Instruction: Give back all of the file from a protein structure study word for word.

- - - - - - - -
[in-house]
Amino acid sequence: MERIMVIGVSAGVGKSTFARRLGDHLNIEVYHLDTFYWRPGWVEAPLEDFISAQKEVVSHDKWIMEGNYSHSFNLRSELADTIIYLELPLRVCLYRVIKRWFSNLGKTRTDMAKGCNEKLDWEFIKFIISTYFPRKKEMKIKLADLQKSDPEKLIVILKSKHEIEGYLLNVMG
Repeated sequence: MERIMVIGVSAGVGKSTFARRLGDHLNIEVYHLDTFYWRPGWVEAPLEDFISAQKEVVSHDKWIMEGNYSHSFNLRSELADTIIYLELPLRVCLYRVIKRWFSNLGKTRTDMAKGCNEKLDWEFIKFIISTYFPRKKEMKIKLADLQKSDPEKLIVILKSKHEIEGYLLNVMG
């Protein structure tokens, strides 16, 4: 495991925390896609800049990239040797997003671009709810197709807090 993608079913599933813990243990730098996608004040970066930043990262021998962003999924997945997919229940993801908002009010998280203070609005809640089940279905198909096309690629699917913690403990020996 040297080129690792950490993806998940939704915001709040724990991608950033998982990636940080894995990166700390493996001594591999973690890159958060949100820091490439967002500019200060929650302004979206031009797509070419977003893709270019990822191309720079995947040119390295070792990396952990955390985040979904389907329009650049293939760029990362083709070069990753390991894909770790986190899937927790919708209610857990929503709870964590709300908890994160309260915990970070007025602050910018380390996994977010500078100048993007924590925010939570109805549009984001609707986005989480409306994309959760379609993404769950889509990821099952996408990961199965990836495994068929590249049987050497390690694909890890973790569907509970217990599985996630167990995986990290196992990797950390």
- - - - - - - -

[in-house]
Amino acid sequence: MERIMVIGVSAGVGKSTFARRLGDHLNIEVYHLDTFYWRPGWVEAPLEDFISAQKEVVSHDKWIMEGNYSHSFNLRSELADTIIYLELPLRVCLYRVIKRWFSNLGKTRTDMAKGCNEKLDWEFIKFIISTYFPRKKEMKIKLADLQKSDPEKLIVILKSKHEIEGYLLNVMG
Repeated sequence: MERIMVIGVSAGVGKSTFARRLGDHLNIEVYHLDTFYWRPGWVEAPLEDFISAQKEVVSHDKWIMEGNYSHSFNLRSELADTIIYLELPLRVCLYRVIKRWFSNLGKTRTDMAKGCNEKLDWEFIKFIISTYFPRKKEMKIKLADLQKSDPEKLIVILKSKHEIEGYLLNVMG
């Protein structure tokens, strides 16, 4: 495991925390896609800049990239040797997003671009709810197709807090 993608079913599933813990243990730098996608004040970066930043990262021998962003999924997945997919229940993801908002009010998280203070609005809640089940279905198909096309690629699917913690403990020996 040297080129690792950490993806998940939704915001709040724990991608950033998982990636940080894995990166700390493996001594591999973690890159958060949100820091490439967002500019200060929650302004979206031009797509070419977003893709270019990822191309720079995947040119390295070792990396952990955390985040979904389907329009650049293939760029990362083709070069990753390991894909770790986190899937927790919708209610857990929503709870964590709300908890994160309260915990970070007025602050910018380390996994977010500078100048993007924590925010939570109805549009984001609707986005989480409306994309959760379609993404769950889509990821099952996408990961199965990836495994068929590249049987050497390690694909890890973790569907509970217990599985996630167990995986990290196992990797950390």